While all manner of property may be damaged or destroyed by any number of causes, including natural disaster, theft, vandalism, fire, etc., goods and equipment in transit face increased risks, both from traditional causes of loss and from exposures distinctive to transit. Particularly, such goods and equipment are at an increased risk of theft or disappearance and face unique en route-type exposures, including collision or upset of transport vehicle, custody changes, title transfer discrepancies, improper packaging, and negligence on behalf of the carrier. Goods being shipped outside of the US are especially at risk of from perils such as piracy, government confiscation, and war-related actions.
The financial responsibility for a loss may be borne by the shipper, carrier, or recipient, depending on the type of carrier or the terms of sale of the items being shipped. Carriers fall into one of three types: common, contract, and private. Responsibility for loss or damage to items when shipped via common or contract carriers is generally the carrier's; however, the amount of the carrier’s liability can be limited by the bill of lading. For example, FedEx and USPS, both contract carriers, limit their liability, through wording embedded in their standard bill of lading, to a maximum value of $100 per parcel, unless a greater value is declared and an additional fee paid. High-risk goods (e.g. electronics, alcoholic beverages, fresh or frozen food) or those goods particularly attractive to thieves (e.g. precious metals and stones, money and securities, furs) are more costly to insure, and carriers may further limit their liability when transporting such goods or decline to transport such goods at all.
In order to help mitigate the risk associated with goods in transit, one must be sure to choose the carrier carefully. All reputable carriers have substantial safeguards in place in order to reduce the likelihood that their clients will suffer severe losses. The fragility and irreplaceability of the object being shipped should also be taken into consideration when planning the object’s transport. Specialty carriers may be considered for particularly high-value or delicate goods. Fine arts are particularly susceptible to damage while in transit, as any small amount of jostling or improper packaging can have material effects on the quality or condition of the piece in question.
Prudent risk management demands that the shipper maintain a detailed inventory of any shipment, which may include makes, models, serial numbers, and any other unique or identifying features, as all of these things can help facilitate loss recovery. Finally, it is important for anyone shipping or receiving goods to, immediately upon receipt of those goods, check the contents and ensure that nothing has been damaged. Failure to check goods upon receipt may void insurance coverage or delay any recoveries due.
Not all risks associated with transporting goods can or should be mitigated solely through insurance. Careful practices such as protective packaging and mindful selection of carriers, drivers, packers, and others who will be handling the goods in transit and at destination locations can help reduce the likelihood or magnitude of loss or damage. It is in the best interest of those planning to transport or ship high-value items to carefully plan an itinerary that will reduce the number of unnecessary stops between departure and arrival destinations and keep packing and unpacking to a minimum.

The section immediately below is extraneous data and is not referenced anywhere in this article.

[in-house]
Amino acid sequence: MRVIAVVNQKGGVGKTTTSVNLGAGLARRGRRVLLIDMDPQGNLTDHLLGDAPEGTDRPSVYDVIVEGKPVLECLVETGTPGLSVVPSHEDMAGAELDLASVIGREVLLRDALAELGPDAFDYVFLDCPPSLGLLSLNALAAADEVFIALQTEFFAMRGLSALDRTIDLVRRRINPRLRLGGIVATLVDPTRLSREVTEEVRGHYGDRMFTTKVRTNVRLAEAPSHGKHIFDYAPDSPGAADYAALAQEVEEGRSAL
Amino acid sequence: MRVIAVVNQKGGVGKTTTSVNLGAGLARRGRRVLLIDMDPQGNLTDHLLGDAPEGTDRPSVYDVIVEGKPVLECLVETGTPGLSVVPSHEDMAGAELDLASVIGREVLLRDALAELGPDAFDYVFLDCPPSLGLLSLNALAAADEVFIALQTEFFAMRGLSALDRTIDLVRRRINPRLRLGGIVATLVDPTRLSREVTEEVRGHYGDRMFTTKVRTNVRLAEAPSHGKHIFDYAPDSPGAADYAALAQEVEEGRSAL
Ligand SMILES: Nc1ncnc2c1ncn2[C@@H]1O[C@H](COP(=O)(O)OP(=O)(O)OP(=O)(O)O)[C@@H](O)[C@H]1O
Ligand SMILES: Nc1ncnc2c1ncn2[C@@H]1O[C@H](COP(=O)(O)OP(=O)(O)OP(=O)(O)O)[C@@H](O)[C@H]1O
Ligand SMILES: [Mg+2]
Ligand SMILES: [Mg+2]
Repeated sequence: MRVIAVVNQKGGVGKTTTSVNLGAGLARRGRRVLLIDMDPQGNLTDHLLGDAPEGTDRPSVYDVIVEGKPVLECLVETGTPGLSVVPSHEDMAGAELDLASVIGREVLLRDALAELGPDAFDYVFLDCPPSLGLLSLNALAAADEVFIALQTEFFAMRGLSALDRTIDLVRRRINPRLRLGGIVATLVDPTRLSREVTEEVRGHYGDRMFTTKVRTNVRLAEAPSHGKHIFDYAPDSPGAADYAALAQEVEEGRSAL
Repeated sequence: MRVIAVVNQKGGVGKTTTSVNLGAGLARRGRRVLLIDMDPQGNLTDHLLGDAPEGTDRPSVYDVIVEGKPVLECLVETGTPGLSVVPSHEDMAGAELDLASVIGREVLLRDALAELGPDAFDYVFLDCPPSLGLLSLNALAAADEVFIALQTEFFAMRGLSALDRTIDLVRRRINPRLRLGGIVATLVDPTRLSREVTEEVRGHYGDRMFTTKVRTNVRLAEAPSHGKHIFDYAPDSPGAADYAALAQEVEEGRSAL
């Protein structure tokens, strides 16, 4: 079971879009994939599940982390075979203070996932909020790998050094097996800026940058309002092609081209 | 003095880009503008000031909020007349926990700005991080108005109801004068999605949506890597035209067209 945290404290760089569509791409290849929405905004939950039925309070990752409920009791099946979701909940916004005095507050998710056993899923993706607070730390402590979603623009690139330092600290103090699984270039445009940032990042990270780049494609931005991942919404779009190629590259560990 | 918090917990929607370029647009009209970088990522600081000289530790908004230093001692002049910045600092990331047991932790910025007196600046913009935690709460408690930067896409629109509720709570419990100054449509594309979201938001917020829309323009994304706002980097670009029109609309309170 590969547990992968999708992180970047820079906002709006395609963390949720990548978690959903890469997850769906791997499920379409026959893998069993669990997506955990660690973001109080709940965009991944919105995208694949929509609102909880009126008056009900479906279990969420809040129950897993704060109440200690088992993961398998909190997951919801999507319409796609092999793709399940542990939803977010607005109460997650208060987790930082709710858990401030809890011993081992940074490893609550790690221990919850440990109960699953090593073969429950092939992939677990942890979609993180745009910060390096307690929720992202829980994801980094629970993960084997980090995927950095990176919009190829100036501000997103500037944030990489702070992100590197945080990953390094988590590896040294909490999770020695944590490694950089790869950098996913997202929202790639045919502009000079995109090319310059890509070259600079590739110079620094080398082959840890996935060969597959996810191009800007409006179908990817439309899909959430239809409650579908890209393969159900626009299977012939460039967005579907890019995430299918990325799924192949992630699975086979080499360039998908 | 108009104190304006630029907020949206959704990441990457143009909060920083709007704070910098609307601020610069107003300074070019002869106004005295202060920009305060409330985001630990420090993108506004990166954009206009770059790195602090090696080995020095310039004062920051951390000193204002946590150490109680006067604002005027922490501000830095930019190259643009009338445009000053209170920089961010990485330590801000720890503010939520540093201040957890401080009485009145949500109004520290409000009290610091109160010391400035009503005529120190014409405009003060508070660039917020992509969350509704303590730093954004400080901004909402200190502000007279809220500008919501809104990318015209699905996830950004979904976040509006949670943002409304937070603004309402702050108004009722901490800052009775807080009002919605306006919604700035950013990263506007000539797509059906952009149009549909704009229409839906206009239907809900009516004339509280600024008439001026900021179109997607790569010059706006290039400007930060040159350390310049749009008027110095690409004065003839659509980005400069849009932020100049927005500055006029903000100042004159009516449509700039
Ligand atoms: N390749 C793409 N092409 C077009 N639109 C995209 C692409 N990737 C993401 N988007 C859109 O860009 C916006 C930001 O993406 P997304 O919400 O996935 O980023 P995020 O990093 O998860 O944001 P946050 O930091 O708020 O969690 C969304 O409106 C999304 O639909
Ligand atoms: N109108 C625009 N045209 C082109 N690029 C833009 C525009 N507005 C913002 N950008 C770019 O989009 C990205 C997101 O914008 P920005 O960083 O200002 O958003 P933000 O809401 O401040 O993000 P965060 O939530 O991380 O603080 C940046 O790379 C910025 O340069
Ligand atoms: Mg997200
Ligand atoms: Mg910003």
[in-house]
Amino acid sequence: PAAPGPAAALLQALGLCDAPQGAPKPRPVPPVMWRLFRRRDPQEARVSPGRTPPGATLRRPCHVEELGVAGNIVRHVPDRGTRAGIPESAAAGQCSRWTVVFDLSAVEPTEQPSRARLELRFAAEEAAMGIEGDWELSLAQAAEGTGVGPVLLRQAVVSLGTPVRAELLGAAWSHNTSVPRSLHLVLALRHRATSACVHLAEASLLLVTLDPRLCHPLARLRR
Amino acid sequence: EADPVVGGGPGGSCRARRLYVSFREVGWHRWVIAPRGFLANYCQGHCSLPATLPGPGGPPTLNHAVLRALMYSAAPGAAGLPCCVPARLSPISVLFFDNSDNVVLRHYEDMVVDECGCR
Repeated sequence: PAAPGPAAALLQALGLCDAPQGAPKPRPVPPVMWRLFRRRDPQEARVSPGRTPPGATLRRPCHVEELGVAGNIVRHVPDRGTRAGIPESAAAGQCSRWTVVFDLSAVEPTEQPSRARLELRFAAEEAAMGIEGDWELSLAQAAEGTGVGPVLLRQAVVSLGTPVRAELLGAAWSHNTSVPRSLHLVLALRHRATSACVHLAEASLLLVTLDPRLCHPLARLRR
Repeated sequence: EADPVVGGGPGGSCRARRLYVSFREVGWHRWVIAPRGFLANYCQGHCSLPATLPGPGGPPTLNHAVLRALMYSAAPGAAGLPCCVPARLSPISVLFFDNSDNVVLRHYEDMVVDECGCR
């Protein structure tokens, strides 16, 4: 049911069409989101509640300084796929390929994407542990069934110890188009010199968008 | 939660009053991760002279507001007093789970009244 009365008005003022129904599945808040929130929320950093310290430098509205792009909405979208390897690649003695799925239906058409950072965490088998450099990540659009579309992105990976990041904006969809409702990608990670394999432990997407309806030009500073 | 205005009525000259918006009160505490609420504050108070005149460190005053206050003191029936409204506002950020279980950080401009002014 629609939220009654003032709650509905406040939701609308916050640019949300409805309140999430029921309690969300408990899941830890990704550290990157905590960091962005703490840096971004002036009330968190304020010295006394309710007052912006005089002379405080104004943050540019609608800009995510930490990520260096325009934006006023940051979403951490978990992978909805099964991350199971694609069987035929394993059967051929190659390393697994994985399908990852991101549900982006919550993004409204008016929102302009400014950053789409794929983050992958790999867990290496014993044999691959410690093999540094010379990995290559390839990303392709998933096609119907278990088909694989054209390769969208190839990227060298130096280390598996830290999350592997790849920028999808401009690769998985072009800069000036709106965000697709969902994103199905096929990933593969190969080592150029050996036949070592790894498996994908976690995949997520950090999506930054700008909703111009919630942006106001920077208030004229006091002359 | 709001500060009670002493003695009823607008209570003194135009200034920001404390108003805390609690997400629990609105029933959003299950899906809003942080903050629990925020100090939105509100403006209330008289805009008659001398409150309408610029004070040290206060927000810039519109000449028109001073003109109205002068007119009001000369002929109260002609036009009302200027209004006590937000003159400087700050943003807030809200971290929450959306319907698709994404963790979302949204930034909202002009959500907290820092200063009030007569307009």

Compounding the loss incurred when goods are damaged or destroyed, indirect losses are also possible. These losses could include forfeiture of grant funding if research is delayed or suspended and extra expenses that may be required to rent, repair, or replace items at an expedited rate.
Another consideration when multiple parties are involved in processing a shipment is who holds title, and therefore who bears financial responsibility, for the goods at any given point in a voyage. Appropriately allocating this responsibility is key to ensuring adequate protection is in place. Such allocation is especially important when goods are being lent, borrowed, bought, or sold, as these instances have multiple parties with interest in a successful shipment. Agreement as to who owns the financial responsibility should be reached in advance of the departure. Best practices suggest that whoever has care, custody, or control over the goods in question or whoever is the beneficiary of the agreement should shoulder the financial responsibility. For example, if Harvard is loaning a piece of scientific equipment to another research institution, the loan agreement should specify that financial responsibility in the event the equipment is damaged or lost will be borne by the borrower, both while in transit and while in the borrower's facilities.
For instances when Harvard retains financial responsibility for goods and equipment in transit, the school or department can independently and unilaterally retain the entire risk of loss or damage, transfer the risk to the carrier via contract, or finance the risk through the purchase of insurance, assuming that an insurer is willing to accept it under the given set of transit (risk) conditions.
To eliminate the need for departments to individually source suitable transit insurance, the University provides a global Goods & Equipment in Transit Insurance program for departments and Tubs to insure against many of the risks associated with items while in transit. Special rules apply with respect to initial declarations and annual inventory reporting. Coverage can be requested through our Online Risk Management System.
If you have special circumstances or are uncertain how the insurance programs might apply, we encourage you to email or call the Risk Financing and Insurance Department at 617-495-7971 for additional program details.